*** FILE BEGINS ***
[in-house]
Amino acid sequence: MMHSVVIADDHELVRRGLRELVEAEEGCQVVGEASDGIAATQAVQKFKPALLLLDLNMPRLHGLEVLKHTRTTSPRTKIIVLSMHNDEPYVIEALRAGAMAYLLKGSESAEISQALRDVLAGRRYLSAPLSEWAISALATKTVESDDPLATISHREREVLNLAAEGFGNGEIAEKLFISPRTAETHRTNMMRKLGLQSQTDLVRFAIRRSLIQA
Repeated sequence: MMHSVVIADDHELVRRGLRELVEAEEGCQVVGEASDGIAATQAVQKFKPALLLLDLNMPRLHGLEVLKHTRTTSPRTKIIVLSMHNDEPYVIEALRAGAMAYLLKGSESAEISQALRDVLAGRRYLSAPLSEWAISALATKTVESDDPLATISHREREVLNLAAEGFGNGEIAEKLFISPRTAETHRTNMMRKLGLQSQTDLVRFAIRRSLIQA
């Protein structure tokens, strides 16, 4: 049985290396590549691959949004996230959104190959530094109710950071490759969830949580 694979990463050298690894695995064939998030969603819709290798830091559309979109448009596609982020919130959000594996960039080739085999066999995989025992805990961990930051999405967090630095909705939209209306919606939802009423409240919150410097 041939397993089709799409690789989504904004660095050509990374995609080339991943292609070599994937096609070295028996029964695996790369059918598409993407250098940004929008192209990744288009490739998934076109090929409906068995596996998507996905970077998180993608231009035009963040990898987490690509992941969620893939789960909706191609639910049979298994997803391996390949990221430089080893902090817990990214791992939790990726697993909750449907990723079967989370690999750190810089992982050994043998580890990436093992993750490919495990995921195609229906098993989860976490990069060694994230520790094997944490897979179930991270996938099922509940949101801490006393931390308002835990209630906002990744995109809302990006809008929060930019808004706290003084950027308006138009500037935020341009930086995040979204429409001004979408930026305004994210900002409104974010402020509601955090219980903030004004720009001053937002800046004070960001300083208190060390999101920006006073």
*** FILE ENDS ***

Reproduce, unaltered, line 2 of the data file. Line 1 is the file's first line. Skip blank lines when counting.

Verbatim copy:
Amino acid sequence: MMHSVVIADDHELVRRGLRELVEAEEGCQVVGEASDGIAATQAVQKFKPALLLLDLNMPRLHGLEVLKHTRTTSPRTKIIVLSMHNDEPYVIEALRAGAMAYLLKGSESAEISQALRDVLAGRRYLSAPLSEWAISALATKTVESDDPLATISHREREVLNLAAEGFGNGEIAEKLFISPRTAETHRTNMMRKLGLQSQTDLVRFAIRRSLIQA